The first truth and the one we’ll spend the most time on this morning is this: Unity is enabled when we live to please others, bearing their weaknesses.   In verse one, Paul is still speaking to the stronger brothers about not eating anything that would cause the weaker ones to stumble and he says, “We who are strong ought to bear with the failings of the weak and not to please ourselves.  Each of us should please his neighbor for his good, to build him up.  For even Christ did not please himself…”  When Paul says, “we ought to bear with the failings of the weak” he is not saying, “it would be a good idea if we did this.  That word translated “ought” more literally means, “we are obligated to.”  We have an obligation before God to do this.  Bearing the “failings” of others is simply part of the ongoing debt of love we owe each other which we saw in chapter 13.  Part of loving one another biblically is bearing or carrying the failings or, more accurately, the “weaknesses” of the weak.

          For the stronger brothers in Rome, bearing the weaknesses of the weaker brothers meant refusing to eat perfectly good food when they were eating in front of their Jewish brothers. It meant that instead of eating what they wanted, they would eat what love for their brothers dictated.  It meant self-deprivation.  It meant living to please OTHERS and Paul is intensely practical about what we must do to please each other. Notice in verse one he says that bearing the failings of the weak is opposed to pleasing ourselves. We are to live in such a way as to bear other people’s weaknesses “and NOT to please ourselves.”  Do you hear how those are mutually exclusive?  If you are  bearing the weaknesses of others, you will NOT be living to please yourself.  And conversely, to the degree you live to please yourself, you will be of no use when it comes to bearing other people’s weaknesses.  If we are to bear the weaknesses of others, which is an essential part of living in unity with one another, then we must continually renounce our desire to please ourselves. We see this again in verse three speaking of the life of Christ.  Notice how Paul words this.  He doesn’t word it positively by saying, “Christ lived to please others.”  That is true, but Paul states the truth negatively, “Christ did not live to please himself.”   What made it possible for Christ to please others was that he did NOT live to please himself.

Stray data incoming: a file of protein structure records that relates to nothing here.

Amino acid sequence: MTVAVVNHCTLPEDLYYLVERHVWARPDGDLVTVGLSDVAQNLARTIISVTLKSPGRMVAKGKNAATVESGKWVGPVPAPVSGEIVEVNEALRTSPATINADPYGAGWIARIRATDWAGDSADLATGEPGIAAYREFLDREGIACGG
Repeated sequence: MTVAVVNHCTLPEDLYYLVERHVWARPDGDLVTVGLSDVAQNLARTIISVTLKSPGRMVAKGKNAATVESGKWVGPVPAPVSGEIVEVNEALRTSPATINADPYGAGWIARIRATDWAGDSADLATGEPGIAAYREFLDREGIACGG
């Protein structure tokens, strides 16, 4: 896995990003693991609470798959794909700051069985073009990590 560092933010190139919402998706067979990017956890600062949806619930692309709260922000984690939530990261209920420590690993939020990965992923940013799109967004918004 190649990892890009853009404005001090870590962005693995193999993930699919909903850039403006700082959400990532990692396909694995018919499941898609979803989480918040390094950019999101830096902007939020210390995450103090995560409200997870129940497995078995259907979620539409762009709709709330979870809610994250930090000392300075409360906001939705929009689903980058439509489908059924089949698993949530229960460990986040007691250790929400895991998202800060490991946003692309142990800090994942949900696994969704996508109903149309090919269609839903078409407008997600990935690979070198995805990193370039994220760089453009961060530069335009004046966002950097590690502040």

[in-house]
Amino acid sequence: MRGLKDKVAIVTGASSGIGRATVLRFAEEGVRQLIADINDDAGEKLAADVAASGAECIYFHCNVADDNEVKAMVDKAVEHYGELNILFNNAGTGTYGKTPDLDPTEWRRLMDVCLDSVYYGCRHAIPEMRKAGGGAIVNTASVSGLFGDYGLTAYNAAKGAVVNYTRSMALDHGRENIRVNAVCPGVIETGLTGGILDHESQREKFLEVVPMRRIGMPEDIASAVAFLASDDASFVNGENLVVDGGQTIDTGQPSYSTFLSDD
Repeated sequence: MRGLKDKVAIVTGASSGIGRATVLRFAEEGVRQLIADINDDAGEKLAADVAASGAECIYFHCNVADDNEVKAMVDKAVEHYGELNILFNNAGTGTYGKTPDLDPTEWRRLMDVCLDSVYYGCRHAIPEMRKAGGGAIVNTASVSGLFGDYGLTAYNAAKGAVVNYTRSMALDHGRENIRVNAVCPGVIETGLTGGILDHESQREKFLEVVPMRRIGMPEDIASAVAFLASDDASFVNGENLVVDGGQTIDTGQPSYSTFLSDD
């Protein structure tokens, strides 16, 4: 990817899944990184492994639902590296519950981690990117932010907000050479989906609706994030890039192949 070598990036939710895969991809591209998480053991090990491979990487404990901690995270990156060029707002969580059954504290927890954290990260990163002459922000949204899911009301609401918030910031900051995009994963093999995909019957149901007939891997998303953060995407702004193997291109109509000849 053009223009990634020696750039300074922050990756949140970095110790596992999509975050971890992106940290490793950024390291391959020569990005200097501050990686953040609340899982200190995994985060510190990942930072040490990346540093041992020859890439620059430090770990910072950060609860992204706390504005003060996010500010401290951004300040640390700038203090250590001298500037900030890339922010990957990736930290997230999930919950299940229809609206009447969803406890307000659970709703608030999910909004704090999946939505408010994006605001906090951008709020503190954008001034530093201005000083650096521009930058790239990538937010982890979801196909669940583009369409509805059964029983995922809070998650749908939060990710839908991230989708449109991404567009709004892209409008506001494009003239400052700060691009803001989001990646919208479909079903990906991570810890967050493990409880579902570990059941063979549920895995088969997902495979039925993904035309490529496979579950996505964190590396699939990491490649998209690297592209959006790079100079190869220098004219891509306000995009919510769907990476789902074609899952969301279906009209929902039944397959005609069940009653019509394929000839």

Before we go any further, we must understand what Paul means when he says we are to “bear with the failings of the weak” and to “please [our neighbors]” which are parallel to each other.  He is NOT saying that we are to tolerate sin in our brothers and sisters.  We saw back in 12:9 that part of loving each other is to “hate what is evil” in each other.  When we see a brother or sister in sin, a biblical love for that person will lead us to gently and humbly correct them.  We are not called to be “people pleasers” in the sense that we compromise the truth.  Paul qualifies what “pleasing others” means in verse two where he says this pleasing others is “for his good, to build him up.”  We are to bear with the weaknesses of others and please others in ways that build them up in Christ.  The Gentiles were to please their believing Jewish brothers and sisters by not eating food in their presence that was unacceptable to them.  That was how they were to build their Jewish believers up.  Where someone is violating a genuine, biblical moral absolute, we must love them enough to confront.  But on issues that are not genuine, biblical absolutes, we are to bear and carry the weaknesses of one another.  In THAT way, we are to please each other.